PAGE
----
Popularization’s comic book

What we have learned over the past months facing the pandemic is that our little ones are not all equal. Some children tend to wash their hands too often and will be very anxious about all these measures, while others still find it difficult to think about it when in a rush to play.

Why the comic strip?

Coco’s comic book is a popularization tool to:

Encourage your child to integrate this habit without worrying about it;
Explore their understanding of the virus since the beginning of the pandemic.

With Coco’s Flight, you are given a framework (a character and a story), which you can adjust according to your child’s needs, fears and behaviours. Thus, depending on your situation, choose the panels to focus on. In turn, by completing this comic, your child will be able to tell you (or draw!) their beliefs and express their fears in a situation where they can understand the issues.

To facilitate the dialogue with them and avoid long-term anxiety issues as much as possible, Yapouni’s illustrator humorously staged the little character of Coco. 


Yapouni’s instructions


Here are a few recommendations to adjust according to your child’s needs:

«My child washes their hands too much»

You can insist on the fact that Coco has only 20 suction cups, hence, it’s useless to take off what’s no longer there!
Here’s a way to explain it to your child:
“20 seconds is enough. You count to 20, then it’s over, no need to rub more! Coco is already gone. He’s full of soap, he can’t stick to anything now! Also, he’s very clean, he’s not dangerous, he can’t make people sick anymore. Besides, if you scrub too much, it hurts your hands!”.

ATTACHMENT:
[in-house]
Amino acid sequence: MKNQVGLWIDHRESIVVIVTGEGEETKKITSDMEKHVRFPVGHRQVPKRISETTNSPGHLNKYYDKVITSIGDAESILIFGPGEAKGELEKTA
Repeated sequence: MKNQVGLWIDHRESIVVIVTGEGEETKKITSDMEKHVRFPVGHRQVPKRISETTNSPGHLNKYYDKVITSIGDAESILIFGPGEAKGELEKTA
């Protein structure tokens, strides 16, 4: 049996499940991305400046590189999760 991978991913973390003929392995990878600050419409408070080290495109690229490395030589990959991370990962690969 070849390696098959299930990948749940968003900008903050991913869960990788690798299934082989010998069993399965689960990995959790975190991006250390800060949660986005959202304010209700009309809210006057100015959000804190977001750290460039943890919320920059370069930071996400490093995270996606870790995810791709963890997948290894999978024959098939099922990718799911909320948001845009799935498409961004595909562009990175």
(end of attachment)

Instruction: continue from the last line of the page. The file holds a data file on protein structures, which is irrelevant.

«My child never wash their hands»

You can insist on the fact that Coco’s dirty without making your child anxious. Here is one way to address it to your child:
“Coco, he looks nice, and it’s true he’s not a bad guy, but he’s very very dirty! That’s why he can make people sick and that’s why he needs to be washed.”

«My child is very anxious about the virus, they are scared that it’s everywhere.»

Here’s a proposition to reassure your child:
“Coco, he’s mostly out of the house. If you wash your hands on the way home, it keeps him from holding on to us. We have a house without Coco!”.


Children have a vivid imagination and have surprising theories that adults don’t think about!

You can ask your child what they understood about Coco’s Flight and to share their concerns about the current context. For example, you could ask questions like:

«What did you understand about the story? Are you afraid of Coco? If so, what are you afraid of? »

Try to explore every misunderstanding and surprising ideas your child may have! Take the time to listen carefully to their concerns. Afterwards, you can readjust, it will help them to not overthink and imagine catastrophic scenarios. An unaddressed misunderstanding can have consequences, it is thus essential to have a space to express and clarify it.


*This comic book is intended for young children (7 years old and under), hence, a playful story and allegory has been prioritised over a strict and precise scientific vulgarisation. This has been done because the allegory facilitates identification with the story and guides children towards solutions for their problems.

Sources :

Iaquinta, A., & Hipsky, S. (2006). Practical bibliotherapy strategies for the inclusive elementary classroom. Early Childhood Education Journal, 34(3), 209-213.

https://publications.msss.gouv.qc.ca/msss/fichiers/2019/19-210-15W.pdf

https://www.cps.ca/en/blog-blogue/how-can-we-talk-to-kids-about-covid-19

https://www.anxietycanada.com/articles/talking-to-kids-about-covid-19/

https://www.unicef.org/fr/coronavirus/comment-parler-a-votre-enfant-de-la-maladie-a-coronavirus-covid-19


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